Jewish Lithuania 2014
The Jewish Lithuania Program:
Vilna, once referred to as Yerushalayim D’lita, served as the cultural, philosophical, spiritual, and intellectual center of pre-war Jewish life in Europe. The Litvak culture that existed in the Baltics came to an abrupt and tragic end in the Shoah. Unlike other experiences in Europe, our Jewish Lithuania program is as focused on the present and future as it is on the past. We purposely invite many faculty whose work engages with Jewish identity, Jewish politics, and most importantly, Jewish life. In 2011 and 2012 we hosted Yiddish concerts, with local Vilnius Litvak, Rafailas Karpis-- a rapidly rising opera star.
We work with the Vilna Gaon Jewish State Museum, the Holocaust Museum, the local community, historians, lecturers, and people who are engaged with contemporary Jewish politics and culture in Vilnius, to shed light on a uniquely rich and complicated Jewish place. SLS-Jewish Lithuania is intent, above all, on having a free and unfettered exchange of opinions, providing an open forum of ideas. We also have leading Litvak genealogists on our faculty, helping the participants of Litvak origins to find and explore their roots on the ground.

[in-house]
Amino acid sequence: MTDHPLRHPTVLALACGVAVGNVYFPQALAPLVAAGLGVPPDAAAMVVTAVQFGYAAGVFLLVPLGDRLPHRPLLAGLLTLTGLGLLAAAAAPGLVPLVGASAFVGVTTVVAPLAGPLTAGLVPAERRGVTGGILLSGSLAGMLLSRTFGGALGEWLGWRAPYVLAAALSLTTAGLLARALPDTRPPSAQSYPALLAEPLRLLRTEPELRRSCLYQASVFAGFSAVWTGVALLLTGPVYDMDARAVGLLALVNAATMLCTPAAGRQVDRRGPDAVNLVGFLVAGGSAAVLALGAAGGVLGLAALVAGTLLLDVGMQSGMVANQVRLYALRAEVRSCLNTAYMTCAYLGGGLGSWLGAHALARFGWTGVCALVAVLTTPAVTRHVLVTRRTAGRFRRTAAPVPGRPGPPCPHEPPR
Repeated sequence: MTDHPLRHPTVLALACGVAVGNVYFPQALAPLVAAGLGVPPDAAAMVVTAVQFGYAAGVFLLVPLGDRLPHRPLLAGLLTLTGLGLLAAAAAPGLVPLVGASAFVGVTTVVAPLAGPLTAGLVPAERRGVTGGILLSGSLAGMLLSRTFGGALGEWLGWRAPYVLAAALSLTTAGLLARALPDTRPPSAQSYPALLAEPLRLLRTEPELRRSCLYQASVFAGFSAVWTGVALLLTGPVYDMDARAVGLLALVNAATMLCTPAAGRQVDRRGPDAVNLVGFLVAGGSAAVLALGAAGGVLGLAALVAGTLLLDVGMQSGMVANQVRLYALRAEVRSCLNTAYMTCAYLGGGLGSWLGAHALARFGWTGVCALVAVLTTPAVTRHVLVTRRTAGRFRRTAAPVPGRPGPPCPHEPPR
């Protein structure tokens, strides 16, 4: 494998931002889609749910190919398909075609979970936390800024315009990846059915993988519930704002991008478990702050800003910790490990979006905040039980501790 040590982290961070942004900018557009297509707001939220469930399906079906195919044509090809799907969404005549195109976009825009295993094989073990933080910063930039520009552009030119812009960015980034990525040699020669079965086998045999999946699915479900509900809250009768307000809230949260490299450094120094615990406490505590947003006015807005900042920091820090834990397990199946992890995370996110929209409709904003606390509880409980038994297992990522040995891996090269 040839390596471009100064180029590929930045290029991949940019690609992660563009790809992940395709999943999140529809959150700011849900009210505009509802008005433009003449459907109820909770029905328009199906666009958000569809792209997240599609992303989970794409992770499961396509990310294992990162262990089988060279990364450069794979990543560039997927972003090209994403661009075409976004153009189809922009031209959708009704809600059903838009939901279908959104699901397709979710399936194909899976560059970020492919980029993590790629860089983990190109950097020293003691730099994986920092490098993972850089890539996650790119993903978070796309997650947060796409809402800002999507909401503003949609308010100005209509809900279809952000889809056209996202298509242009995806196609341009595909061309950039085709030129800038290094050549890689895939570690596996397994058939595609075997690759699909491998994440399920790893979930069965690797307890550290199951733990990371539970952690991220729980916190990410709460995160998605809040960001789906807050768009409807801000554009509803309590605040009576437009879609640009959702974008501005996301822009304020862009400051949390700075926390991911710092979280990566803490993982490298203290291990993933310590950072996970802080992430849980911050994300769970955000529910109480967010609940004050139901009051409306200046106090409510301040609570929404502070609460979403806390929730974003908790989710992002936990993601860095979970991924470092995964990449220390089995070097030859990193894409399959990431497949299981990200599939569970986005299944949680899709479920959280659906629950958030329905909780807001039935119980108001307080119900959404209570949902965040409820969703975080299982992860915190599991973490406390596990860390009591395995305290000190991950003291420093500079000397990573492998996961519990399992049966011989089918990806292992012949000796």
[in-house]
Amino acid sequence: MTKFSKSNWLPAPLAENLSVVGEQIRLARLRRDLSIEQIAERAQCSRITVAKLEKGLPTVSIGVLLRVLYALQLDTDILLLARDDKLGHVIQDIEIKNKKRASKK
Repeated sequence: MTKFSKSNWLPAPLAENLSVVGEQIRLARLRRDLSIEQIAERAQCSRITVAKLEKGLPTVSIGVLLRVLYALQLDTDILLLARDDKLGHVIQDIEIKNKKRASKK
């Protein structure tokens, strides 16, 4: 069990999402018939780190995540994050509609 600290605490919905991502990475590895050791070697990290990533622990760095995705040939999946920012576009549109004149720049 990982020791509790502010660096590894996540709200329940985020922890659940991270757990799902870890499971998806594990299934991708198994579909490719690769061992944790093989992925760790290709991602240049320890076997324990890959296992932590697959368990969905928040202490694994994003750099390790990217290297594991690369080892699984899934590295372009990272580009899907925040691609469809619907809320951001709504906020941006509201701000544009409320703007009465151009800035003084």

We bring a large number of local and international presenters to our Jewish Lithuania program. It is truly a unique, groundbreaking forum and cultural/academic program. We are constantly developing, expanding and deepening it.
All things said, Lithuania is a very complicated place for both its Jewish present and past. We also pay witness to the brutalities that took place in Vilnius, both by celebrating the culture of the Litvaks, but also by immersing ourselves within the physical space they once occupied, that same space in which they no longer are. But this is one of those important circumstances of this program, that the absence of something provides for no less of a context than its presence.
SLS-Lithuania program is interesting, meaningful, and profound. It is all about bringing back the memories, and suffusing the place – arguably the most important of all the “Jewish” places in Europe – with the new, vital, independent, inquisitive energy.